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Tesla could be a trillion-dollar company in 2030, as its profitability is set to rise, Ron Baron, the founder of Baron Capital and CEO at Baron Funds, told CNBC on Friday.
Tesla’s current valuation of US$60 billion could triple in three to four years, but in 12 years, Tesla could be a trillion-dollar firm, Baron said.
Tesla’s cash flow doesn’t appear to be a problem, “when I look at the numbers,” Baron added. Elon Musk has said that cash flow won’t be a problem, “I take him in his word,” the Baron Funds chief executive said.
“We are at the point now where incremental investments are going to be incredibly profitable,” Baron said, noting that Tesla will be able to produce 7,000 Model 3 vehicles a week for “virtually no additional investment.”
What Musk has done is not easy and it’s remarkable what he’s done, Baron said.
The gross profit margin of Tesla’s Model S and Model X is currently at 31 percent, up from 20 percent at the beginning. The gross profit margin of the Model 3 is set to rise and be as good as the Model S and Model X gross profit margin, Baron said.
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At the end of October, Tesla surprised Wall Street and analysts with a rare quarterly profit in the third quarter, which the company described as “a truly historic quarter for Tesla,” but which also brought a lot of controversy surrounding Musk, who tweeted in early August that he was taking Tesla private with “funding secured”.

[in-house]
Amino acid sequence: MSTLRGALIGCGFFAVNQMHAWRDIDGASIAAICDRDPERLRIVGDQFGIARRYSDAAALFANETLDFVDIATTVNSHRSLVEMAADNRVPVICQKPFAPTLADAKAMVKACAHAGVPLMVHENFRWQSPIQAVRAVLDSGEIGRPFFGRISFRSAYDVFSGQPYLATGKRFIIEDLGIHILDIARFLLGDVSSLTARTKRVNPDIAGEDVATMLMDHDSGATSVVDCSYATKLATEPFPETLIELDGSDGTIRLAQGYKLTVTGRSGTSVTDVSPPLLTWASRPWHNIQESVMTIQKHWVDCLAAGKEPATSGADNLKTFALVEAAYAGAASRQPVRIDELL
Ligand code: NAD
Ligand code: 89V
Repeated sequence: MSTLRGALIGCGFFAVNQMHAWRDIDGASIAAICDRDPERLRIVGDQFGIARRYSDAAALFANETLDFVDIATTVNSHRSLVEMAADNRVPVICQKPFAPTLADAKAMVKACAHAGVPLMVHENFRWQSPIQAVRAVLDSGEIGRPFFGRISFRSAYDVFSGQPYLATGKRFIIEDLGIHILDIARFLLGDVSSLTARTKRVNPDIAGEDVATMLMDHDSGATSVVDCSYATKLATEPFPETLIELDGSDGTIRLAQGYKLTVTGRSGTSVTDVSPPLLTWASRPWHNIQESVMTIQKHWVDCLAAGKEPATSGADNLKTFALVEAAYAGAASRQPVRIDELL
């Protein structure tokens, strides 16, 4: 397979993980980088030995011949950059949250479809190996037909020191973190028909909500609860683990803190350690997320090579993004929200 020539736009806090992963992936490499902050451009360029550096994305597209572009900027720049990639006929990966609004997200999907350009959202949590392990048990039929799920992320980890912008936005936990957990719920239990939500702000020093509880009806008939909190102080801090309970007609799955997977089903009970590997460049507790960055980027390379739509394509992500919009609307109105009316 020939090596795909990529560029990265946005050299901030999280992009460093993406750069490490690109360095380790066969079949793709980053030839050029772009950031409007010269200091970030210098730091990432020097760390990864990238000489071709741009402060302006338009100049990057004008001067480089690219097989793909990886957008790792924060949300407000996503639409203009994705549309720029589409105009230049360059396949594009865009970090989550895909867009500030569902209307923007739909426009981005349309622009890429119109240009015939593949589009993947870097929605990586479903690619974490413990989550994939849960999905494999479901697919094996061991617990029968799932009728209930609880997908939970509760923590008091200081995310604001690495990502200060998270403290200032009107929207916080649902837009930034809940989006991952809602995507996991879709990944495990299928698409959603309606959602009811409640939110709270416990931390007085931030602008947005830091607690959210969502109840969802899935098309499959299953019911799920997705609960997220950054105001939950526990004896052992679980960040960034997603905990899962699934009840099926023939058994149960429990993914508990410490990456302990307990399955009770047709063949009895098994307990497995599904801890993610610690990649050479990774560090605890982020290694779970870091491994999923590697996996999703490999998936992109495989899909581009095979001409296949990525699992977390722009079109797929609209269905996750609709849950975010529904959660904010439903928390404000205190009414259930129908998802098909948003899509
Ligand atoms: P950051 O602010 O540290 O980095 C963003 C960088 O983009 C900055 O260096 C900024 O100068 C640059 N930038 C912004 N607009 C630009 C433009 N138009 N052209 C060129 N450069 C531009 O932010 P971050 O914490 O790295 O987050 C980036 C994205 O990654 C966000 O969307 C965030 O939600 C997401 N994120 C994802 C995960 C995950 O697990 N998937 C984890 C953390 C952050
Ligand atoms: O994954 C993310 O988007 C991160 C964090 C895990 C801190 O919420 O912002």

The tweet secured Musk an investigation from the SEC, which later charged Tesla’s CEO with securities fraud. Musk and the SEC quickly settled the charge days after the commission charged him, with Musk and Tesla each agreeing to pay a penalty of US$20 million, and Musk stepping down as Tesla chairman to make room for an independent director.
Earlier this week, Tesla said that Robyn Denholm had been appointed as Chair of the Tesla Board, effective immediately. Denholm, who has served on the Tesla Board as an independent director since 2014, will be leaving her role as CFO and Head of Strategy at Telstra, Australia’s largest telecommunications company, once her six-month notice period with Telstra is complete, Tesla said.
By Tsvetana Paraskova for Oilprice.com
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Tsvetana is a writer for Oilprice.com with over a decade of experience writing for news outlets such as iNVEZZ and SeeNews.